Visit this webpage to go through an interactive trip of the Pilgrim Fathers voyage to America.

Simply select one of the three options on the menu (Voyage on the Mayflower; Daily Life; The Thanksgiving Feast) and click on the sound button. You will be able to simultaneously read and listen to the story.

Self-study activity: Read and listen to the story as often as necessary, and look up the words that you don't understand. Finally, retell parts of the story in your own words.

sábado, 28 de agosto de 2010

It's a small world

Watch this video, where John meets different people at a party.

Self-study activity:
1) Who are the seven people John meets? Number the people from the list: The host, a couple, an old friend, a person he doesn't recognise, a person he likes a lot, you, someone he's surprised to see.

2) What does John say to each different person?
    Example: 1 an old friend: Hello! How are you? It’s good to see you again.

3) Are the sentences true or false?
a) He doesn’t know many people at the party.
b) He pretends to know the second person.
c) He’s polite to the host.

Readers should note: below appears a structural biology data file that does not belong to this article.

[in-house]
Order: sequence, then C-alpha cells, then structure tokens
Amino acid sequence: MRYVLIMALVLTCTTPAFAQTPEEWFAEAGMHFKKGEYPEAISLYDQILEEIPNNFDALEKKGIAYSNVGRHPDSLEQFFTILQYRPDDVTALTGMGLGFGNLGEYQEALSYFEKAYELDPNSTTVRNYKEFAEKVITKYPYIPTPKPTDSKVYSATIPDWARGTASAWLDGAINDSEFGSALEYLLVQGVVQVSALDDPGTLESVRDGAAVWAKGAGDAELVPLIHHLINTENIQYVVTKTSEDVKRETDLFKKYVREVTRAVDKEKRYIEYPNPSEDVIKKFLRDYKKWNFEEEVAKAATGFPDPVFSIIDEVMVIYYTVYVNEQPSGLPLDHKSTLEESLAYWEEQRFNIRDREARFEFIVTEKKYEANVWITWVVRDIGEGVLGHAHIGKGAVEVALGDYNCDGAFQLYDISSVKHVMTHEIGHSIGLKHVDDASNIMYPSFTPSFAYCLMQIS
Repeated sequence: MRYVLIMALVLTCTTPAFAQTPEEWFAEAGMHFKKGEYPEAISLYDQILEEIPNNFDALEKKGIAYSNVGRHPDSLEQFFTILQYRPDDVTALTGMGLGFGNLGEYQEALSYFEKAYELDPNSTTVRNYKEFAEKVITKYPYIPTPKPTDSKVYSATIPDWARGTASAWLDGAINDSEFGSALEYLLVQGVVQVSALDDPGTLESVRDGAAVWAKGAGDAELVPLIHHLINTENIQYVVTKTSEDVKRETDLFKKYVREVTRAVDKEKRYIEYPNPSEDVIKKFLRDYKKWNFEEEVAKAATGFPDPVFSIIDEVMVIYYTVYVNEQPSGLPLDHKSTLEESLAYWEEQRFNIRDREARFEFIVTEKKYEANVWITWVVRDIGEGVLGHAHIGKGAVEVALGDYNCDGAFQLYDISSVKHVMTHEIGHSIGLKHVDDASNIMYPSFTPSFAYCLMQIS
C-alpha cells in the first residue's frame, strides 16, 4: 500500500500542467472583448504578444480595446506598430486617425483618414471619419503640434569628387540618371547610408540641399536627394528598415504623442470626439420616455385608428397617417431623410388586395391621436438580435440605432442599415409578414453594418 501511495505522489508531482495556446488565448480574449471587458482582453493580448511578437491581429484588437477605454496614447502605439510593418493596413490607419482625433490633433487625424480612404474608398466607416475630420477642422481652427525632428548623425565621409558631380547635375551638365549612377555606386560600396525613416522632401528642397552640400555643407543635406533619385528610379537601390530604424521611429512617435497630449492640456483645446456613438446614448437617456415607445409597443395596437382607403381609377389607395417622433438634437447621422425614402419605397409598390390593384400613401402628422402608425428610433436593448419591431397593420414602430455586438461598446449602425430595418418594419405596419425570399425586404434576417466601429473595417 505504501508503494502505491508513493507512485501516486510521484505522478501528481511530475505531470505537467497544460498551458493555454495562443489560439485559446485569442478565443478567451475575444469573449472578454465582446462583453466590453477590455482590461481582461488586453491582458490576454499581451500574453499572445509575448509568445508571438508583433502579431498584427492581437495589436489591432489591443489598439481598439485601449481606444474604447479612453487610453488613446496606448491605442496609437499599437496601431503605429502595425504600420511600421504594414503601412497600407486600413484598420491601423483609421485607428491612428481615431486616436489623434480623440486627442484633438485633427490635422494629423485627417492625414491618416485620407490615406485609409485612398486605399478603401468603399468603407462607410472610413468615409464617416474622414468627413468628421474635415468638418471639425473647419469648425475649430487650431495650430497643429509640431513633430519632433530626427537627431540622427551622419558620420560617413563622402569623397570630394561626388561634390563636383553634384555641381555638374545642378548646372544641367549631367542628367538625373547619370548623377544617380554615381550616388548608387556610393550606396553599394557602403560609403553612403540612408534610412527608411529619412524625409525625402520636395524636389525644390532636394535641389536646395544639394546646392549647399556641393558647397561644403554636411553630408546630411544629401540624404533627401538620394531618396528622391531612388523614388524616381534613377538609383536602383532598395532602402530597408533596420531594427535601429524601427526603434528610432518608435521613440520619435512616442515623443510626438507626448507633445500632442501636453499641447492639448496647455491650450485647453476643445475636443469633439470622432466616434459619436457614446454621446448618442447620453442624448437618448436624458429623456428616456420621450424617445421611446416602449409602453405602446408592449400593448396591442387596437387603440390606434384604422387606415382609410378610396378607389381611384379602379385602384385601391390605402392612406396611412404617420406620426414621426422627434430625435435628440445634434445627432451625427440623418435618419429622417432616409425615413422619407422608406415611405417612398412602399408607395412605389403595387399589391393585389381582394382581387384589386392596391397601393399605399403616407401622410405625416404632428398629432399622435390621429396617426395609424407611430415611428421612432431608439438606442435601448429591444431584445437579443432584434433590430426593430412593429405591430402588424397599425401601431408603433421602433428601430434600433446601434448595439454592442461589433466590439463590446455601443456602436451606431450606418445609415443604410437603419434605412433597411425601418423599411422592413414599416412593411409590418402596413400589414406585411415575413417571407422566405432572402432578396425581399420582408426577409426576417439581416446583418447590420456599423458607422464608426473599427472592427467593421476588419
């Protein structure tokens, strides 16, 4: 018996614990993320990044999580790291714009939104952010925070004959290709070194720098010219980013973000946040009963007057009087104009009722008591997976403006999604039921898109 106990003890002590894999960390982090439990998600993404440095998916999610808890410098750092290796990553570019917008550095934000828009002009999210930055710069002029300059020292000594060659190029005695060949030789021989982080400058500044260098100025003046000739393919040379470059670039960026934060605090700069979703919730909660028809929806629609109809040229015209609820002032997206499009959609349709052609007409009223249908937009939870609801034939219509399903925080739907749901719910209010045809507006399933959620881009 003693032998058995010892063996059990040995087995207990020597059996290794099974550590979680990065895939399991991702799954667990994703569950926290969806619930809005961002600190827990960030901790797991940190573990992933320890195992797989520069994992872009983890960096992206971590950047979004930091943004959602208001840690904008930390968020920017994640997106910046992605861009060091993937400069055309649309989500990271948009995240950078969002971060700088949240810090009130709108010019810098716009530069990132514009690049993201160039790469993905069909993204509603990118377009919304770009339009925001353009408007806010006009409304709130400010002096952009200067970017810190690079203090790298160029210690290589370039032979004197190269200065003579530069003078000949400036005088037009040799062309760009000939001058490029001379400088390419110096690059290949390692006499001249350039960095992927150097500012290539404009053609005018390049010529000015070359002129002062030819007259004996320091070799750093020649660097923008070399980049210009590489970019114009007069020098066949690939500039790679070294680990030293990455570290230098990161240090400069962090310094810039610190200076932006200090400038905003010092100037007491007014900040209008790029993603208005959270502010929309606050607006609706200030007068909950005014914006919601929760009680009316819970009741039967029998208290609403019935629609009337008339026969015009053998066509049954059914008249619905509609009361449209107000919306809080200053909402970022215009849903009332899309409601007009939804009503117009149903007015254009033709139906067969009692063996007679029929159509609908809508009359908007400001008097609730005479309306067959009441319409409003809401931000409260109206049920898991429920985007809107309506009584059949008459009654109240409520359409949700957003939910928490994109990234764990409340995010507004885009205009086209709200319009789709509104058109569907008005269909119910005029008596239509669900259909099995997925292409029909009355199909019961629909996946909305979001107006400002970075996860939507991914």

d) He likes both of the people in the couple.
4) Stop the video when John talks to you and answer his questions.

Key to exercises 1 and 2:
2 a person he doesn’t recognise: How are you? Who are you?
3 a person he likes a lot: How are you? You look amazing.
4 the host: Great party! Thank you for inviting me. I mean it. Thank you. I'm having such a good time.
5 someone he’s surprised to see: What are you doing here? It’s a small world.
6 a couple: Hey guys. It's great to see you again. Excuse me.
7 you: I don't think I know you. My name's John. What's your name? What do you do? Really? It's very nice to meet you. Tell me more about yourself.
Key to exercise 3: 1F; 2T; 3T; 4F

You can read the script here.

This activity has been adapted from Global Pre-intermediate, Macmillan

viernes, 27 de agosto de 2010

A letter of complaint

The episode in the restaurant of Fawlty Towers brings up the issue of how to write a letter of complaint, which is an academic task intermediate students and above frequently have to deal with.

There are three basic parts in a letter of complaint, and we should write each part in a different paragraph.
a) Why you are writing (introduction).
b) What exactly happened (details).
c) What you want the company to do and what will happen if the problem is not solved.

On top of that, we must remember that this type of writing is formal or semi-formal, so we should use polite formulas and respect layout conventions.

And never forget, especially in exams, to keep to the length of the piece of writing. Sometimes it is really difficult to include lots of information in a very limited space!

You can read a corrected version of a letter of complaint in the Flo-Joe site, which prepares students for the Cambridge exams.